Train the Trainer – If we did this with our leaders, had them draw out clear Specific, Measurable, Achievable, Relevant, Time-Bound goals, went over them every 30days, adjusted and tweaked as needed, we’d truly be working towards being all that we can be, in my opinion. Now pass this tool on to our IET and Cadets, you talk about an unstoppable force.

    A ship with no crew, no commander at the helm drifts. The same ship with a crew, commander, and navigation/map navigates the waters and open sea without a light in the sky. This is what clearly defined goals will do for our Service People.

    Seven Domain.
    Physical, Spiritual/emotional, Career, Education, Social, Financial, Family

  9. Excellent approach to people and talent management. Creating and maintaining a culture of respect involving the leadership at all levels is definitely needed to maintain readiness and develop the future of the organization.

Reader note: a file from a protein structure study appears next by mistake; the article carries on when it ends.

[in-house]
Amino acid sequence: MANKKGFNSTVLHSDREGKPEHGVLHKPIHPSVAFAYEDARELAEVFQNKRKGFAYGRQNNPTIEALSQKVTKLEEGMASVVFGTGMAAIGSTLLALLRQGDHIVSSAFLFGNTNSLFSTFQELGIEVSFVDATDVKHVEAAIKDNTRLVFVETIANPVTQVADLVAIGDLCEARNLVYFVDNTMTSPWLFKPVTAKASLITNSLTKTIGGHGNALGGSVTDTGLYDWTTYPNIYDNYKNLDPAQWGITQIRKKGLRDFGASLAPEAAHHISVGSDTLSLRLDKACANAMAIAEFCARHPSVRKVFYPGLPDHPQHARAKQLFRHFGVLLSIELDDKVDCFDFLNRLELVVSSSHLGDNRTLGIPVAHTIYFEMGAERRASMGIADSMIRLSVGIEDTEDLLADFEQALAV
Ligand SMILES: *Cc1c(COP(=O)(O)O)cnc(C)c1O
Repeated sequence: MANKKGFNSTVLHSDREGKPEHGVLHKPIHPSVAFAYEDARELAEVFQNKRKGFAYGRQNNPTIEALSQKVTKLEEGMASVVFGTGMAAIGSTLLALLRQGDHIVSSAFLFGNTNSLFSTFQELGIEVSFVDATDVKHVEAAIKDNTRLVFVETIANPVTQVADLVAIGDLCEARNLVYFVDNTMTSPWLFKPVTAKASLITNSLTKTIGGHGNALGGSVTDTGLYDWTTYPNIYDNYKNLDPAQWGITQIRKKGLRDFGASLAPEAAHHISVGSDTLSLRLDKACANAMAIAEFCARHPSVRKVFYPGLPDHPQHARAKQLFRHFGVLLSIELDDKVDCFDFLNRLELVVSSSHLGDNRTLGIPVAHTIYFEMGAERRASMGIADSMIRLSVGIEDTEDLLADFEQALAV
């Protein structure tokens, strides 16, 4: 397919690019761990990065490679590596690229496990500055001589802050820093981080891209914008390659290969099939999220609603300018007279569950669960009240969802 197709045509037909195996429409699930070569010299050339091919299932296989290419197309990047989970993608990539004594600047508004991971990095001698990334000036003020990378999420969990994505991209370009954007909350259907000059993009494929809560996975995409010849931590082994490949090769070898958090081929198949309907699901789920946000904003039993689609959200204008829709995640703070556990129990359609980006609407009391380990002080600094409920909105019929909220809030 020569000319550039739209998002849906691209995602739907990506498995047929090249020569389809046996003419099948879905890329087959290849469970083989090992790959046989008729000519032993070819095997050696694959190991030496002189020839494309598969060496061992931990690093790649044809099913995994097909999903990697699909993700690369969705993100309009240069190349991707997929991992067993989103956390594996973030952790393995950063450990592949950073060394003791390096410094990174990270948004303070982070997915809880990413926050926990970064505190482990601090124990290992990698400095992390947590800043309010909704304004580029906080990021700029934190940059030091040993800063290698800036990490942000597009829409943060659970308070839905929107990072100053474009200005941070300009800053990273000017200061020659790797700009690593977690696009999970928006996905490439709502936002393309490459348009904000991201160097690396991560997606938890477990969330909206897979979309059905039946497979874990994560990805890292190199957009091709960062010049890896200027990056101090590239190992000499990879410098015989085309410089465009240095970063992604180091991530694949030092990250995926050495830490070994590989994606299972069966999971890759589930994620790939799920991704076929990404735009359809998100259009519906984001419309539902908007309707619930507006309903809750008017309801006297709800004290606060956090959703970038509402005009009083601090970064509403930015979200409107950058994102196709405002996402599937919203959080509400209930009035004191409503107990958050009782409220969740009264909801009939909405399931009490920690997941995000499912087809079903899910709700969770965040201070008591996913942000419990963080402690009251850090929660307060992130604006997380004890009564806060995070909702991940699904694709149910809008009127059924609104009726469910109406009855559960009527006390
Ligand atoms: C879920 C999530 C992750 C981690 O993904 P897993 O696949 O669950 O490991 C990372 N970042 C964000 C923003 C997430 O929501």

10. SGM thank you for sharing your very personal story and experience. As a combat infantrymen myself, it’s never easy to re-open wounds that we’ve suppressed. Especially the graphic ones.

    God bless you brother.

  11. Thank you CSM Campbell for sharing your story. It was incredibly powerful and moving, and I hope your words reach those in the audience who are afraid or embarrassed to come forward and get the help that they need.

  12. Our unit conducts the mandatory suicide training, but we don’t talk about suicide. Last year on 15 June 2021, the Director of the Command and General Staff College (COL Scott Green) killed himself. The talking point said he “was found unresponsive in his office.” What actually happened is that he killed himself, in his office, with a gun. We have not spoken about it. It is an elephant in the room. How do we address the issue?

  13. SGM, thank you so much for sharing your story. Takes a lot a guts and affects more people than you know. Sharing your own experiences with others makes for the best kind of training. It is important that we make suicide prevention personal to us.